New Research We Are Funding | The Marfan Foundation

New Research We Are Funding

2018 Research Grants

Steven Bassnett, PhD, Washington University, $100,000 2- year grant.
Modeling Ocular Aspects of Marfan Syndrome in Mice

In the proposed studies, we will use the Fbn1 mouse as a model, to better understand how defects in the fibrillin 1 protein lead to the ocular symptoms of MFS. Specifically, we will measure the strength of the zonular fibers and do a detailed microscopic analysis of the fibers. This will help us better understand why the fibers ultimately break in MFS, leading to ectopia lentis. We will also test whether tension in the zonular fibers directly influences lens growth and, if so, identify the proteins that convert zonular tension into a growth signal. Finally, we will test whether zonule proteins are synthesized throughout life. Together, these experiments will provide insights into the causes (and potential treatment) of ophthalmic disease in MFS patients.

Hal Dietz, MD, Johns Hopkins University, $100,000 2-year grant.
Identification of Major Genetic Modifiers of Aortic Dissection in Vascular Ehlers Danlos

vEDS mouse models established on two genetically-different types of mice which show a very different severity of disease. One mouse strain has a mild disease with an almost normal lifespan, while the other mouse strain shows early death from blood vessel rupture. Using advanced genetic approaches, we should be able to find specific regions of particular chromosomes that associate with this protective effect.  We plan to exploit these natural differences to search for new genes that can improve the lifespan for patients with vEDS. The ultimate goal, upon learning how these newly identified genes offer protection, would be to test drugs that can mimic this effect – initially in mice but hopefully later in people with vEDS.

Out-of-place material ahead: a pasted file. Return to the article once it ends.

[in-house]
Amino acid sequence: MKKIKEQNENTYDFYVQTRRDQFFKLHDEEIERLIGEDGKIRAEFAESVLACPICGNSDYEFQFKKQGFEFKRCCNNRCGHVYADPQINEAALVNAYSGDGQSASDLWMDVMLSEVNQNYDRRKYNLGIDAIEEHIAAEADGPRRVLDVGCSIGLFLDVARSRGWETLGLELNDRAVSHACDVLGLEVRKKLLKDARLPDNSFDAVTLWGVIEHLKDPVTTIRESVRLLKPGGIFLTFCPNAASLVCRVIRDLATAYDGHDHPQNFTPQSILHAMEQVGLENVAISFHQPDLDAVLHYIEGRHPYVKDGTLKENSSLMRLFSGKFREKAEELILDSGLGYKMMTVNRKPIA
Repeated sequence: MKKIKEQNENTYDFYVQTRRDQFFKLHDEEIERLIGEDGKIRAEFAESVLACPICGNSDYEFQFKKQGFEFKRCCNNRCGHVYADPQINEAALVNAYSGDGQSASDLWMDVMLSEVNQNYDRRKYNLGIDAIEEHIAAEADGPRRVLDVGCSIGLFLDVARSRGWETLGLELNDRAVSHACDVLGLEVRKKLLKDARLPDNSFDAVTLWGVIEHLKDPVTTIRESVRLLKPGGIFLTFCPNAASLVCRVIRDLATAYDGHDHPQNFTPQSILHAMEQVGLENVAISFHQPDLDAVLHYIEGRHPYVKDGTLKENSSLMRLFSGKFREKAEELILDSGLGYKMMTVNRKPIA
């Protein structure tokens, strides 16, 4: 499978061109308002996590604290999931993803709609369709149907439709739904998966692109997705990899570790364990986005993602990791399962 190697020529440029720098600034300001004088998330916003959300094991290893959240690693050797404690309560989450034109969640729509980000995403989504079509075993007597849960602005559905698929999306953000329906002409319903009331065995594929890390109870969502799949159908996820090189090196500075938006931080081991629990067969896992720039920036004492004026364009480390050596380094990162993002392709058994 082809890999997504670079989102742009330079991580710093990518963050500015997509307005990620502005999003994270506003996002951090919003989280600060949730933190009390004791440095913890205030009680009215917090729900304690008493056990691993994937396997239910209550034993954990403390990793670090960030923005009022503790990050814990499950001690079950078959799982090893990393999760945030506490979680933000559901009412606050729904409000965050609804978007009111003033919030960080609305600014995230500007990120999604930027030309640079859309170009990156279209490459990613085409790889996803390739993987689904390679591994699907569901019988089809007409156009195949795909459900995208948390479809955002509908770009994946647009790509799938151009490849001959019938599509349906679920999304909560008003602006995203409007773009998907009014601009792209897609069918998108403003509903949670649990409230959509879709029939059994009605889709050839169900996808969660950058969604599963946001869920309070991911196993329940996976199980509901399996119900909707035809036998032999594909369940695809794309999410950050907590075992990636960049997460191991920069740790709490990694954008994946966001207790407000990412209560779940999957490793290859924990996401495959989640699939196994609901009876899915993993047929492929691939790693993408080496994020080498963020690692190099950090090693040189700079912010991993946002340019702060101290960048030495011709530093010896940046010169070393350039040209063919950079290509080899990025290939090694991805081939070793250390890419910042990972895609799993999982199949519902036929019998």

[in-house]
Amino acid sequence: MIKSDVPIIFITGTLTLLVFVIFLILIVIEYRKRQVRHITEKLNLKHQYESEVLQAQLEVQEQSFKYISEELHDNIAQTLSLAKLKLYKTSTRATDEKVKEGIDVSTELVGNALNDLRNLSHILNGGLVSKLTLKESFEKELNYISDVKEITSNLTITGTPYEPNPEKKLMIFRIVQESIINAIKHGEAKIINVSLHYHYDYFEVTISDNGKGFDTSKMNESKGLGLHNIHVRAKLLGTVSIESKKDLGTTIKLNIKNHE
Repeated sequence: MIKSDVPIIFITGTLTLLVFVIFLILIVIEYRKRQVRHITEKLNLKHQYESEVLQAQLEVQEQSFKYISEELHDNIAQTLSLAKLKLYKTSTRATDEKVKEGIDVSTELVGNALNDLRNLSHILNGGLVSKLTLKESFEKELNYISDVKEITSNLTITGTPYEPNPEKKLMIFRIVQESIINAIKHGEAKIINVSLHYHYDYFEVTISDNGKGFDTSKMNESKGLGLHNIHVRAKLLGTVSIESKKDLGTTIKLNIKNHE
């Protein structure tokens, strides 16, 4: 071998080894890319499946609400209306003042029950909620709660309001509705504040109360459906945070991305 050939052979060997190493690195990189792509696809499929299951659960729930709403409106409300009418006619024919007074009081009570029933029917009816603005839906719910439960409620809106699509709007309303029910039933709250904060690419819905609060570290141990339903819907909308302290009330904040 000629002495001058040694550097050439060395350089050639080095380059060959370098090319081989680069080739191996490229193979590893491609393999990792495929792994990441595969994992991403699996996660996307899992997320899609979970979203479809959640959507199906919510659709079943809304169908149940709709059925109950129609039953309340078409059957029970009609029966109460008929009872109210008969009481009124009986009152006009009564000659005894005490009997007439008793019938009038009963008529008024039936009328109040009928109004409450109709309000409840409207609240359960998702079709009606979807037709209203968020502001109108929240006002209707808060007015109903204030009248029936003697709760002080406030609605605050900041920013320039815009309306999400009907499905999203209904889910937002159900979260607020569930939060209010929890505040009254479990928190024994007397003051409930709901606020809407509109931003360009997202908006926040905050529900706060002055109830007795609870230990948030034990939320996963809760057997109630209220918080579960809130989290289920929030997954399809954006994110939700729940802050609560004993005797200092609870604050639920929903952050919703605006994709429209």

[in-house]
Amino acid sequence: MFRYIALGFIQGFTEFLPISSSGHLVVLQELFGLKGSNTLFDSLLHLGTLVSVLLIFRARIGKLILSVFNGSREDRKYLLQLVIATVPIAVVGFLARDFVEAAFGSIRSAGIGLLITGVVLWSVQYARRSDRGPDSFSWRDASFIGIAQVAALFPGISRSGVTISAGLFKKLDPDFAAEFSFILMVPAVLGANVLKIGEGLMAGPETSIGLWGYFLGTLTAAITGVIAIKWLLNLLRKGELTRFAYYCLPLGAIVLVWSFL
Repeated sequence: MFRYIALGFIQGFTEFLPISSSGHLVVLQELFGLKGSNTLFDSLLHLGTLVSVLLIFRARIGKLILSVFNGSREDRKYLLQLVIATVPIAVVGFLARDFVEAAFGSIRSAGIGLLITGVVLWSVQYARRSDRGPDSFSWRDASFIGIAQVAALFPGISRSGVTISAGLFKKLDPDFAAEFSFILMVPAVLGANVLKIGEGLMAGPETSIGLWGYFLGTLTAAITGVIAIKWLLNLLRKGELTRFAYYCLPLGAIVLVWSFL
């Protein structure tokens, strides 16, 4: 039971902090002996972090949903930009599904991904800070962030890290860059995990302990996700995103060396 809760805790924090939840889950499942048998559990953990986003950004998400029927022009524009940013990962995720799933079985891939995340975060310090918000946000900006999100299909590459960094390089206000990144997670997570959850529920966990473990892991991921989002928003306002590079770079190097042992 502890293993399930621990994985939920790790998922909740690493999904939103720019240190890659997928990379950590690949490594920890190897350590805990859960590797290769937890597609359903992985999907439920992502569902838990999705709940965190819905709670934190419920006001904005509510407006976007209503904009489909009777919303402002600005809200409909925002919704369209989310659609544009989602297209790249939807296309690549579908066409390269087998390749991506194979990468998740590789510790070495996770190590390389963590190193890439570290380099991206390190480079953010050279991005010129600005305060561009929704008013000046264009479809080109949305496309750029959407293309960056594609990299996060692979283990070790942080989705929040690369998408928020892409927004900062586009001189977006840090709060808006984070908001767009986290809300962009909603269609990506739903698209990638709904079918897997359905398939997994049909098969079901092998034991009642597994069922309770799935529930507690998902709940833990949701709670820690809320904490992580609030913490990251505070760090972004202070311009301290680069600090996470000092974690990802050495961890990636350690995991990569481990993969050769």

J. Geoffrey Pickering, MD, PhD, Robarts Research Institute, $100,000 2-year grant.
Assessment of Aortic Wall Vulnerability in Syndromic Thoracic Aortic Disease by Innovative Magnetic Resonance Imaging

The purpose of this research is to develop and test a magnetic resonance imaging (MRI) strategy that has the ability to discern the make-up of the wall of the aorta. We will particularly look for a mucous-like material (glycosaminoglycan (GAG)-rich proteoglycans) that accumulates in the wall of the aorta in individuals with Marfan syndrome. This abnormal material renders the aorta susceptible to tearing. We will first undertake MRI in aortic fragments that have been retrieved from patients undergoing aortic replacement. We will then undertake MRI of individuals asked to lie in the MRI machine, and use a specialized technique that will take images of this abnormal material in their aortic wall.